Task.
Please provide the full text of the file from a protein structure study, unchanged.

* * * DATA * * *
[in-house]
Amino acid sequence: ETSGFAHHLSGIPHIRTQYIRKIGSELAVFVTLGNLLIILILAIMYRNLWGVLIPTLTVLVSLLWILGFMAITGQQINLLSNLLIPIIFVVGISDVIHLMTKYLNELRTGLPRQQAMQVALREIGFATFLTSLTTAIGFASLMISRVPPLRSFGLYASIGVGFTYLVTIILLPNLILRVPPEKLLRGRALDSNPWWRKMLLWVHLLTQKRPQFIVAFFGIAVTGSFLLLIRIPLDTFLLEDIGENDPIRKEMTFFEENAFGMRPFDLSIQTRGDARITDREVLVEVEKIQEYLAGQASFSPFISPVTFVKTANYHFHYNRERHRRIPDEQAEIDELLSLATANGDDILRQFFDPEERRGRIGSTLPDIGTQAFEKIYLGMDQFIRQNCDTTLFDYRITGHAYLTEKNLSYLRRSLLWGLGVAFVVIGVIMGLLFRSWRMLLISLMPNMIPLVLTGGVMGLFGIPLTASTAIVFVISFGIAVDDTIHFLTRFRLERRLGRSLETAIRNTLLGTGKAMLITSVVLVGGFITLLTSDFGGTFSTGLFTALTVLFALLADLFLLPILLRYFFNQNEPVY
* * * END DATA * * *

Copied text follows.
[in-house]
Amino acid sequence: ETSGFAHHLSGIPHIRTQYIRKIGSELAVFVTLGNLLIILILAIMYRNLWGVLIPTLTVLVSLLWILGFMAITGQQINLLSNLLIPIIFVVGISDVIHLMTKYLNELRTGLPRQQAMQVALREIGFATFLTSLTTAIGFASLMISRVPPLRSFGLYASIGVGFTYLVTIILLPNLILRVPPEKLLRGRALDSNPWWRKMLLWVHLLTQKRPQFIVAFFGIAVTGSFLLLIRIPLDTFLLEDIGENDPIRKEMTFFEENAFGMRPFDLSIQTRGDARITDREVLVEVEKIQEYLAGQASFSPFISPVTFVKTANYHFHYNRERHRRIPDEQAEIDELLSLATANGDDILRQFFDPEERRGRIGSTLPDIGTQAFEKIYLGMDQFIRQNCDTTLFDYRITGHAYLTEKNLSYLRRSLLWGLGVAFVVIGVIMGLLFRSWRMLLISLMPNMIPLVLTGGVMGLFGIPLTASTAIVFVISFGIAVDDTIHFLTRFRLERRLGRSLETAIRNTLLGTGKAMLITSVVLVGGFITLLTSDFGGTFSTGLFTALTVLFALLADLFLLPILLRYFFNQNEPVY